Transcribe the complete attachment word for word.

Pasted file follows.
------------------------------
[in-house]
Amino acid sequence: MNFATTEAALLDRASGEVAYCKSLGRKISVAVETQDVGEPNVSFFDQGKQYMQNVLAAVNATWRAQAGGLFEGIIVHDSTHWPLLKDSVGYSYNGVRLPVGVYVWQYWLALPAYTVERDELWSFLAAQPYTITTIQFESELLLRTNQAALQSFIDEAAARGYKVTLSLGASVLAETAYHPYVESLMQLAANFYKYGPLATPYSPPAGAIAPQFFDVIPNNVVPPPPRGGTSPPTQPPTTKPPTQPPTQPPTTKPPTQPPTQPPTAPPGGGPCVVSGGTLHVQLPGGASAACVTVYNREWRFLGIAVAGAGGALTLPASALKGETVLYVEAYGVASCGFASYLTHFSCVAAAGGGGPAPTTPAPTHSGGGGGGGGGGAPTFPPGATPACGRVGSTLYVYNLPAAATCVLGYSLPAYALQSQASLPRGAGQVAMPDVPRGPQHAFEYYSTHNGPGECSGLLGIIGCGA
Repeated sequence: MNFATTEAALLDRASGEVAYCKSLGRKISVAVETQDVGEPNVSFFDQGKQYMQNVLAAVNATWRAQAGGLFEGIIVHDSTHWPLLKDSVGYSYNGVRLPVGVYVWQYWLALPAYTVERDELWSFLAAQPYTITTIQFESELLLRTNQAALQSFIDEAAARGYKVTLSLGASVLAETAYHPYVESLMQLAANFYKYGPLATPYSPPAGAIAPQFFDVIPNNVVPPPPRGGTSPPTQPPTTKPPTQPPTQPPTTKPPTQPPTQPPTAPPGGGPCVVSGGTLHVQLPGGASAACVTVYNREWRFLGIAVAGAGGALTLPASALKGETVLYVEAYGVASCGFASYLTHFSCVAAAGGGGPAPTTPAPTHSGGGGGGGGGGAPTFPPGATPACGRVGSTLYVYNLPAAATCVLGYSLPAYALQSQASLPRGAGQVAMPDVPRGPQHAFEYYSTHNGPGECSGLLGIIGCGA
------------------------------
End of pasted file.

[in-house]
Amino acid sequence: MNFATTEAALLDRASGEVAYCKSLGRKISVAVETQDVGEPNVSFFDQGKQYMQNVLAAVNATWRAQAGGLFEGIIVHDSTHWPLLKDSVGYSYNGVRLPVGVYVWQYWLALPAYTVERDELWSFLAAQPYTITTIQFESELLLRTNQAALQSFIDEAAARGYKVTLSLGASVLAETAYHPYVESLMQLAANFYKYGPLATPYSPPAGAIAPQFFDVIPNNVVPPPPRGGTSPPTQPPTTKPPTQPPTQPPTTKPPTQPPTQPPTAPPGGGPCVVSGGTLHVQLPGGASAACVTVYNREWRFLGIAVAGAGGALTLPASALKGETVLYVEAYGVASCGFASYLTHFSCVAAAGGGGPAPTTPAPTHSGGGGGGGGGGAPTFPPGATPACGRVGSTLYVYNLPAAATCVLGYSLPAYALQSQASLPRGAGQVAMPDVPRGPQHAFEYYSTHNGPGECSGLLGIIGCGA
Repeated sequence: MNFATTEAALLDRASGEVAYCKSLGRKISVAVETQDVGEPNVSFFDQGKQYMQNVLAAVNATWRAQAGGLFEGIIVHDSTHWPLLKDSVGYSYNGVRLPVGVYVWQYWLALPAYTVERDELWSFLAAQPYTITTIQFESELLLRTNQAALQSFIDEAAARGYKVTLSLGASVLAETAYHPYVESLMQLAANFYKYGPLATPYSPPAGAIAPQFFDVIPNNVVPPPPRGGTSPPTQPPTTKPPTQPPTQPPTTKPPTQPPTQPPTAPPGGGPCVVSGGTLHVQLPGGASAACVTVYNREWRFLGIAVAGAGGALTLPASALKGETVLYVEAYGVASCGFASYLTHFSCVAAAGGGGPAPTTPAPTHSGGGGGGGGGGAPTFPPGATPACGRVGSTLYVYNLPAAATCVLGYSLPAYALQSQASLPRGAGQVAMPDVPRGPQHAFEYYSTHNGPGECSGLLGIIGCGA